During the Vietnam War, Air Force Capt. Carlyle “Smitty” Harris was shot down while flying a combat mission in April 1965. The sixth American to be captured in North Vietnam, Harris spent eight years at Hỏa Lò Prison—nicknamed the Hanoi Hilton—while his wife, Louise; two daughters; and a son he had never met waited for him back in the U.S.
In Tap Code: The Epic Survival Tale of a Vietnam POW and the Secret Code That Changed Everything, Harris recounts how an old method of communication helped him survive 2,871 days of torture and isolation. Used by Royal Air Force POWs during World War II, the tap code was not routinely taught during Vietnam War Air Force training. But after being captured, Harris remembered that an instructor had shown it to him.
“The first time I was put in a cell with other POWs, I immediately taught them the tap code,” Harris says. Each letter is communicated by two tapped out numbers. The first number indicates which row to follow from a column lettered A F L Q V, and the second tells the recipient which letter is intended. C is substituted for K, to make the alphabet fit the five-by-five matrix.
“We used it once we were put back in solitary confinement, and morale went up as we gained guidance from whomever was the senior ranking POW and defeated our captors’ efforts to turn us against one another,” Harris says. Fellow Hanoi Hilton prisoner John McCain also used the tap code to communicate news about colleagues, families, and current events, and Louise had the opportunity to meet McCain’s father after a Pentagon briefing for families of POWs. “Smitty had been a POW for two and a half years before John was shot down,” Louise says, “and Admiral McCain’s concern was evident as he took my hand and assured me and each of the others that he would do ‘all in his power’ to bring our men home.”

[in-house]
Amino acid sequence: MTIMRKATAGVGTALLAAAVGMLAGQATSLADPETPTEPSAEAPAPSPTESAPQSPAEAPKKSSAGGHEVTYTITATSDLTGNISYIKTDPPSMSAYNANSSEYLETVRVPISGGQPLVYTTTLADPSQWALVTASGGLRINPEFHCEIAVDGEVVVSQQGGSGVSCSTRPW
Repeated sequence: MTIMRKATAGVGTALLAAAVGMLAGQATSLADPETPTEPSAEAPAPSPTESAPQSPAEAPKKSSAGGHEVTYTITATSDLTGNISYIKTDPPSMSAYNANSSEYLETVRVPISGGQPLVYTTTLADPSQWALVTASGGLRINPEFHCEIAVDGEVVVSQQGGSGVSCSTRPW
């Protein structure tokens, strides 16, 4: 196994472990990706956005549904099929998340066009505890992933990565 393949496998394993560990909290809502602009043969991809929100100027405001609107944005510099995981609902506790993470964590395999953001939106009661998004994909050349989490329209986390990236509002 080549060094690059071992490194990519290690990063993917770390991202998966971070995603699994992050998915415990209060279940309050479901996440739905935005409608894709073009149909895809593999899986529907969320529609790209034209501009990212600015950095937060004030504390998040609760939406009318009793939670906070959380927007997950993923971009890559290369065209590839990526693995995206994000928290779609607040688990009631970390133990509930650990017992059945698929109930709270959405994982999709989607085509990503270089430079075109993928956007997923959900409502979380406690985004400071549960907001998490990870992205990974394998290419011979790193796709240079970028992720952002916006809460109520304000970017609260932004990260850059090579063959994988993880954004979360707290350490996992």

The book alternates between Harris’s stories of imprisonment and Louise’s testament of faith that her husband would return as she raised their three young children alone. Louise was eight months pregnant with their third child when she was told that her husband was shot down and his squadron did not see a parachute. Despite the devastating news, Louise never mourned Harris, because, she says, “I believed with all my heart that he was alive.”
Confirmation came five months later, when Louise and her three children were living in Tupelo, Miss. “The postmaster called me at home and said, ‘I think I have a letter from your husband in my hand,’ ” Louise says. “I jumped in the car and raced there. I recognized Smitty’s handwriting immediately.” In the eight years that her husband was imprisoned, Louise sent him 100 packages. He received just two of them, but Louise remained devoted and kept a positive attitude for her children.
“I knew in my heart that Smitty was alive, and if he could endure his challenges, I could as well,” Louise says. “A very good friend in Okinawa told me, ‘You will never be tested beyond your power to endure.’ Each time I felt I was at the edge, some special gift was given—a bit of news, a special moment with the children, a letter from him.”
When Harris finally came home from Vietnam, he dedicated himself to reconnecting with his family. Four decades later, his children, now adults, asked their father to put his story on paper. With the help of coauthor Sara W. Berry, Harris did just that.
“I can recall most of the bad times when I was in the hands of my North Vietnamese captors, but I don’t dwell on those times,” Harris says. “The most important benefit for me was a renewed and strengthened faith in God. I knew that I would never be alone under any circumstances in my life.”